Measurand ShapeHand

May 2014


I had to opportunity to use the Measurand ShapeHand over a period of about 6 months. The primary application was the Measurand ShapeRecorder and a custom program I wrote to characterize the shape tapes themselves. I was debating on whether to use the flex sensors in another application. Now what’s so very cool about this data glove is that it’s fiber optic based. Each tape can measure bend and twist along the tape. If you open up the blue tape you’ll see small 250um plastic optic fiber with sense zones along the fiber that glove red. Measurand has scored these sense zones so they act like a differential sensor in which they can derive bend and twist along the tape. In the ShapeHand configuration there are 8 sensors per tape measuring the bend and twist of the steel tape to which they’re attached. Apparently they developed this technology in partnership with the Canadian Space agency.

The ShapeHand consists of several pieces. The main piece is the shape tapes themselves and the data acquisition box. Then there is a golf glove with slits in it for holding the tapes in place and a what looks like a wrist guard. Then there are two more pieces of fabric with velcro to wrap around the glove to hold everything into place. It takes about 5-10 minutes to put on and can be some what difficult the first few times. It’s definitely easier if some one helps you put it on. Be sure to follow the instructions on this one.

ShapeHand tape and box

The glove comes with software called ShapeRecorder which contains tons of calibration and customization to tweak the glove performance. It also provides a basic graphic view of the glove and or tapes to get visual feedback on how well the glove is calibrated. The main purpose of the software is too allow recording of the sensor data for processing offline. There are calibration files to store the parameters for specific individuals. There are also plenty of graphics customization such as changing the color of the hand model or tape models. You can see a few screen shots of my hand in ShapeRecorder below.


Pointing index finger

Tape view

Tape + hand view

Now this isn’t your average persons data glove. The ShapeHand will cost you $11,000. Yes, $11k. It comes with left and right hand gloves and the tapes and acquisition box are reversible for either configuration. It’s one of the few, if any, fiber optic based data gloves you can buy. Fiber optic bend sensors are the most ideal sensors in data glove appliations. Their response is fast, has lower drift, and virtual no under or over shoot when compared to other technologies like conductive ink and conductive rubber. Measurand ShapeTape has the ability to measure bend and twist which makes it a very unique solution. The update rate of the sensors seems to be about 80Hz on average in my single glove configuration.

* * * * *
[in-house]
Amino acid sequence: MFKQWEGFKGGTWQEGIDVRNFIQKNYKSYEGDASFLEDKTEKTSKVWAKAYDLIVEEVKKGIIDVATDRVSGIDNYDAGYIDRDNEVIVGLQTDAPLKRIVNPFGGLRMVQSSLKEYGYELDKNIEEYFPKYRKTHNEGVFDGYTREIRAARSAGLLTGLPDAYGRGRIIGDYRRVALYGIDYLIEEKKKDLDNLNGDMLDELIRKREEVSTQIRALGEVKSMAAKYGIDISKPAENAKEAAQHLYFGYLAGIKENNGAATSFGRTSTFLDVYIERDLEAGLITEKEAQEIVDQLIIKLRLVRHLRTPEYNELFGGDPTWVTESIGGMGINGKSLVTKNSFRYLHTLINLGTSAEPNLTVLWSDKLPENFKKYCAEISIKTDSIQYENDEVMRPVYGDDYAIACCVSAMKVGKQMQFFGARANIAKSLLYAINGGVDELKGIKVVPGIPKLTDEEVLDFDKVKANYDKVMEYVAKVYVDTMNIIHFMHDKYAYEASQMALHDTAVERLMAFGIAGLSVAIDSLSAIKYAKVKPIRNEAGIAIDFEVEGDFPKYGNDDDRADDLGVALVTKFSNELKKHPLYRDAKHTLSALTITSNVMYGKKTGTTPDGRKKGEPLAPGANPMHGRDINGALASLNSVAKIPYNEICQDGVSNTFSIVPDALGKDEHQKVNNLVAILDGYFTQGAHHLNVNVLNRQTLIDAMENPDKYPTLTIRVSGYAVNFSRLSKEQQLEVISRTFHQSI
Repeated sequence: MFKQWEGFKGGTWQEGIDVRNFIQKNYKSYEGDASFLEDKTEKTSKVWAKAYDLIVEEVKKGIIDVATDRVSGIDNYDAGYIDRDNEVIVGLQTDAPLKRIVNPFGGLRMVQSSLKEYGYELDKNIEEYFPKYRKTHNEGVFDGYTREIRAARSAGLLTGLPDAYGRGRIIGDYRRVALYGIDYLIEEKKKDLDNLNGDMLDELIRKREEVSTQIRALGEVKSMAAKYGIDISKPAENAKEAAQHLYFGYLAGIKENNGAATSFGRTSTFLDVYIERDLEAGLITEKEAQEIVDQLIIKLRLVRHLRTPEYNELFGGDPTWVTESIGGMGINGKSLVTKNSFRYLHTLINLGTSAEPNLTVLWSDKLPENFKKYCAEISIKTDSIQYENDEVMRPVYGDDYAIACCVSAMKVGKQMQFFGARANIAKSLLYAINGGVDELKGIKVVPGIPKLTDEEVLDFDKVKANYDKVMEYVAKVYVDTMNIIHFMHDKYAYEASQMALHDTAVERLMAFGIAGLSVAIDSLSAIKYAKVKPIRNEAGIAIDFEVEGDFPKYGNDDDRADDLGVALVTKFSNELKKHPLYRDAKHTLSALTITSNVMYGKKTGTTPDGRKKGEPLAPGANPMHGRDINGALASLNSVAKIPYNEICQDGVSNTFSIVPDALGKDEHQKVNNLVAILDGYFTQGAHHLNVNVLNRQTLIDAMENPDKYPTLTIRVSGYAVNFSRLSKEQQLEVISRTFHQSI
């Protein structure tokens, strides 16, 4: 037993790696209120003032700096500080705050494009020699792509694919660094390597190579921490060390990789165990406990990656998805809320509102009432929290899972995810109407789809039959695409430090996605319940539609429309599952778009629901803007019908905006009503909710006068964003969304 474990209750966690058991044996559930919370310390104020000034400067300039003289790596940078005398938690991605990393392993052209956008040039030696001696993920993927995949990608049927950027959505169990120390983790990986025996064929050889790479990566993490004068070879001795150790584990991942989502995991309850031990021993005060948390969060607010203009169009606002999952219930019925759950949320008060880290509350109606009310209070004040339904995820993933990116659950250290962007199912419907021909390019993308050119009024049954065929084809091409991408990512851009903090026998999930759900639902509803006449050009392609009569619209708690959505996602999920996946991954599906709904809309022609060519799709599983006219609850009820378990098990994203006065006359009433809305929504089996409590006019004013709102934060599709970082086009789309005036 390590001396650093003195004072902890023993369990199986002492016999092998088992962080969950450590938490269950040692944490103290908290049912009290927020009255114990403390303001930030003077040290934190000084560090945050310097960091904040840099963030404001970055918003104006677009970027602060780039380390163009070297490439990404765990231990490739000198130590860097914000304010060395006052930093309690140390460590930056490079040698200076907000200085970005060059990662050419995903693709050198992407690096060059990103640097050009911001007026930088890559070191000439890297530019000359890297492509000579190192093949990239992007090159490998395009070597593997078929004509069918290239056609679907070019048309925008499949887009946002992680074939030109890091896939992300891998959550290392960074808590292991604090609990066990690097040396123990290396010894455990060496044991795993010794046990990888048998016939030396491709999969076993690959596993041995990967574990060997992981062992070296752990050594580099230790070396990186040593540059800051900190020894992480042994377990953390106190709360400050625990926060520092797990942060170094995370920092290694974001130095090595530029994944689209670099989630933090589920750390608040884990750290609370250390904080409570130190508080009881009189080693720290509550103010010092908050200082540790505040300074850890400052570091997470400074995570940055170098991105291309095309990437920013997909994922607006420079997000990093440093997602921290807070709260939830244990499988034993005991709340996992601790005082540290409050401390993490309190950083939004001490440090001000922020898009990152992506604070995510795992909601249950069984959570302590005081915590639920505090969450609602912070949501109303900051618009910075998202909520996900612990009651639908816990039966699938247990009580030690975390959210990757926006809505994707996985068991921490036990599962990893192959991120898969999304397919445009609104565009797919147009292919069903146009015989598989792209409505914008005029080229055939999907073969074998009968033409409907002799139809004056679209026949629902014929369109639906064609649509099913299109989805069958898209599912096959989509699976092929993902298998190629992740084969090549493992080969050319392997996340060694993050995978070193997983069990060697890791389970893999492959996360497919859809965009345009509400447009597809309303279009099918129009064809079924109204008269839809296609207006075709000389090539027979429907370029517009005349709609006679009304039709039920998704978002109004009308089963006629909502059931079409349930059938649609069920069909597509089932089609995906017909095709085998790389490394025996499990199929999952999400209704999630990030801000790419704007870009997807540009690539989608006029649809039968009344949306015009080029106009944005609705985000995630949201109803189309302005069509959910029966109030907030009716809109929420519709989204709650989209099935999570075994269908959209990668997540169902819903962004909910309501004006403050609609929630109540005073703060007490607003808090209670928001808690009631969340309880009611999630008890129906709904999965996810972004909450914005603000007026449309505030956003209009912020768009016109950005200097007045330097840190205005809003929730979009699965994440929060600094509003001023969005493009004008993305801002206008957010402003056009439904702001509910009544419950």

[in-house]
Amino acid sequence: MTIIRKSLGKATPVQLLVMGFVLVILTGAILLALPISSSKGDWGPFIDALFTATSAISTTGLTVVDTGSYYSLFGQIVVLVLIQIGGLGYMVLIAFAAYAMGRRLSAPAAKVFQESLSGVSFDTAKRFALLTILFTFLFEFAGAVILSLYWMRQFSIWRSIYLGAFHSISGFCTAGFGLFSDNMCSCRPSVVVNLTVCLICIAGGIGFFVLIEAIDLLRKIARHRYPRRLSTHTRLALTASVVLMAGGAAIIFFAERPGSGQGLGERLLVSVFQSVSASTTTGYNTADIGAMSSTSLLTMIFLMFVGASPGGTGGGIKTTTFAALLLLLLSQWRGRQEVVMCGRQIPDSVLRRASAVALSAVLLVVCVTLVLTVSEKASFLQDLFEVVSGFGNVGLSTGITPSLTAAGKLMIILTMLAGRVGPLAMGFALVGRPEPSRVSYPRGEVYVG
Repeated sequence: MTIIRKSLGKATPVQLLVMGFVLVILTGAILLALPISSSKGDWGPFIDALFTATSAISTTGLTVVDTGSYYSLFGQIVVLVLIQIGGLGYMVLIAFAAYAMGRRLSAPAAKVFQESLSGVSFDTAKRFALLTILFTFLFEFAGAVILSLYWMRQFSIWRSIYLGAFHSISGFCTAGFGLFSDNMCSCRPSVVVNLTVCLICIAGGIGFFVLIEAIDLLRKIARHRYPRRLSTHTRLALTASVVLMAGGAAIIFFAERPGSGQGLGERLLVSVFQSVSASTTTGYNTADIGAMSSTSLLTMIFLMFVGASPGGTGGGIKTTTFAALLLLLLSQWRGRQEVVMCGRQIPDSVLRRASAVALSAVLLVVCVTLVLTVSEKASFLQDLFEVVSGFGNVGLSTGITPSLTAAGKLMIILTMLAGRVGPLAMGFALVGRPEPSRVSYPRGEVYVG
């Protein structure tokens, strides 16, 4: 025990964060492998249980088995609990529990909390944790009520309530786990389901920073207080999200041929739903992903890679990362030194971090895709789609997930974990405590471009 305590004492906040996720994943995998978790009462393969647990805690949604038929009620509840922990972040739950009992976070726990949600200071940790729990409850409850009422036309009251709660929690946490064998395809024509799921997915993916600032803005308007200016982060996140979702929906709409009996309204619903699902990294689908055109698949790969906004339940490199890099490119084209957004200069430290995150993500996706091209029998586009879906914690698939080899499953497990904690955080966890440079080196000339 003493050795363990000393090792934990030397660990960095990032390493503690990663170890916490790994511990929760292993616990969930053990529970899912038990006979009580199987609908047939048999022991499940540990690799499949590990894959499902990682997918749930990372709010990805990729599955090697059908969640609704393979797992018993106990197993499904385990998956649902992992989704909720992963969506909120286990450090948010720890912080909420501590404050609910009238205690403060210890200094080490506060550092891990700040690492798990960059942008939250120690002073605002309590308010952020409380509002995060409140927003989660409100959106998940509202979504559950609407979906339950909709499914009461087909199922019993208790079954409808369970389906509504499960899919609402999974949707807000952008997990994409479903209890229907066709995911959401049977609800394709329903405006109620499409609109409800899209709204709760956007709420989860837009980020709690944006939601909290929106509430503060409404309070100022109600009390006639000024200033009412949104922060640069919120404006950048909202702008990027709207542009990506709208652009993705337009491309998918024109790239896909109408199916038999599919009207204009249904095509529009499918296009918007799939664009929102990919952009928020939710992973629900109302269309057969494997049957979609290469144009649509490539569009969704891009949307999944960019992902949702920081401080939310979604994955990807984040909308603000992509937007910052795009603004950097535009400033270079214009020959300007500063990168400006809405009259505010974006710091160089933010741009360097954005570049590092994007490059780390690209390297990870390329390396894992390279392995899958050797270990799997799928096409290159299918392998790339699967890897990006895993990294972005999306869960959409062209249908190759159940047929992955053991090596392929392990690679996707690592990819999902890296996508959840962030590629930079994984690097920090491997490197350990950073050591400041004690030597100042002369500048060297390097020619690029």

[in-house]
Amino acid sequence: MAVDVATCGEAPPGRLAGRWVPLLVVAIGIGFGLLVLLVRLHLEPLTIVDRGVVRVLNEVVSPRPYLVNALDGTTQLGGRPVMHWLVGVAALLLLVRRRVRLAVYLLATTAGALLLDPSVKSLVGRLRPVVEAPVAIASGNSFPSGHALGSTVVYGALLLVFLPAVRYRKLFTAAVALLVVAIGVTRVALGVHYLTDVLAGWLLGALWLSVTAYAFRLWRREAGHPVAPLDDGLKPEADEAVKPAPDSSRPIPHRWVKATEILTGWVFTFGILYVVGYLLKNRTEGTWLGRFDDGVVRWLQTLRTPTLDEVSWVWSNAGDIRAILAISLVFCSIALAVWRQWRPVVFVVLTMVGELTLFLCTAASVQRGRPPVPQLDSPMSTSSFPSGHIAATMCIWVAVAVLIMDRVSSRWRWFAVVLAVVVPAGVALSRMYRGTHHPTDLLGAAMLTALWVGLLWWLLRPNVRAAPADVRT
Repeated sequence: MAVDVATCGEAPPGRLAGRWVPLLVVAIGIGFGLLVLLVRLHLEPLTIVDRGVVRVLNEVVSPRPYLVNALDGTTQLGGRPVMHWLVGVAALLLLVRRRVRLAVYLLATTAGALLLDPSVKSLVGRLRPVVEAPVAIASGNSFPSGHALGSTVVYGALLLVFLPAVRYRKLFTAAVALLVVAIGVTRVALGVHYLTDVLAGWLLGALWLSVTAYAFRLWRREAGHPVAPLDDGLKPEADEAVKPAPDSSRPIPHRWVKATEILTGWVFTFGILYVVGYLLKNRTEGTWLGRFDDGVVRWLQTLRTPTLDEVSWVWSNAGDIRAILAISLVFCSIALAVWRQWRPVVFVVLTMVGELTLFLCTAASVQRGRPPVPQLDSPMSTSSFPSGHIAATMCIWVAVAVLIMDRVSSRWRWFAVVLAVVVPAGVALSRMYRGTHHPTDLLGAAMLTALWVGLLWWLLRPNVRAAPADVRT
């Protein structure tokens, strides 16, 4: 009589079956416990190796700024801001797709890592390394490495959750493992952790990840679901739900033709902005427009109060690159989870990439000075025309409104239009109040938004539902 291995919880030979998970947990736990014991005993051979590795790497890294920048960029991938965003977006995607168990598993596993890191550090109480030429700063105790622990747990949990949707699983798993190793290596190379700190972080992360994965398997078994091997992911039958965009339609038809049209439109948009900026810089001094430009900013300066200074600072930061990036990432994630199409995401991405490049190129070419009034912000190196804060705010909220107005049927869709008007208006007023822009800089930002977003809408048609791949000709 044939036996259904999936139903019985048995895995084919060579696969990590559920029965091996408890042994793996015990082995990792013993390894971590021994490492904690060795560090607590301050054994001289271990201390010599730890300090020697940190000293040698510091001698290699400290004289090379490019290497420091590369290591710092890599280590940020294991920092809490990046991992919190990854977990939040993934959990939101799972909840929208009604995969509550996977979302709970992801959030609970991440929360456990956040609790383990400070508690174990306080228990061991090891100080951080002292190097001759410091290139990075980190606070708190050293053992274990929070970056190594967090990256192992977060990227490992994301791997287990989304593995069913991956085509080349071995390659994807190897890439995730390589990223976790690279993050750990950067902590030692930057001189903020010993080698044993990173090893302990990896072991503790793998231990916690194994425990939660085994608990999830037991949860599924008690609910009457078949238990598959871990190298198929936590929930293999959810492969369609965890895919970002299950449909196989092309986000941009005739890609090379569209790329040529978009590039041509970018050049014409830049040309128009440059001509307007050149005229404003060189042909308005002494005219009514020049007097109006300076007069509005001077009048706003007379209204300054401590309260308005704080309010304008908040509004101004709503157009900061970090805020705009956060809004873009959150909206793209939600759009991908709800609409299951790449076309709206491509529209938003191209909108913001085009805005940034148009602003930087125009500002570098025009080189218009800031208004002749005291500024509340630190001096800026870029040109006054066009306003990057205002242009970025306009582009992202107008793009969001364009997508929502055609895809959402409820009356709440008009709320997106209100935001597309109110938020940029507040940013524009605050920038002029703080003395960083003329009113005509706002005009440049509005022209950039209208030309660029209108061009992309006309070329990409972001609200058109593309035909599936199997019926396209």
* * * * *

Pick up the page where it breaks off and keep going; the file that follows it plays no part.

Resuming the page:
I spent most of my time interfacing with the sensors using the Measurand ShapeAPI which was very easy to use. The ShapeAPI will give you access to the raw sensor data polled directly from the glove if you want to write your own calibrations or derive bend and twist yourself. You’ll get a differential signal for each “sensor”. Meaning there will be two signals per sensor. The signals from the sensor will move in unison when only bend is applied and will move in opposite directions when twist is applied. These sensors are distributed along the metal tape.

The Measurand ShapeHand is a very cool data glove and one of the most expensive I’ve used. The price will keep it out of the reach of most people. There tends to be a resistance to using data gloves from some because they don’t want to don a glove. That group will especially avoid the ShapeHand because of its lengthy procedure to actually put on the glove. Unless you have a very specific requirement that ShapeHand fulfils I think most people will opt to purchase another data glove like the 5DT or Cyberglove. It really depends on what you intend on doing with it.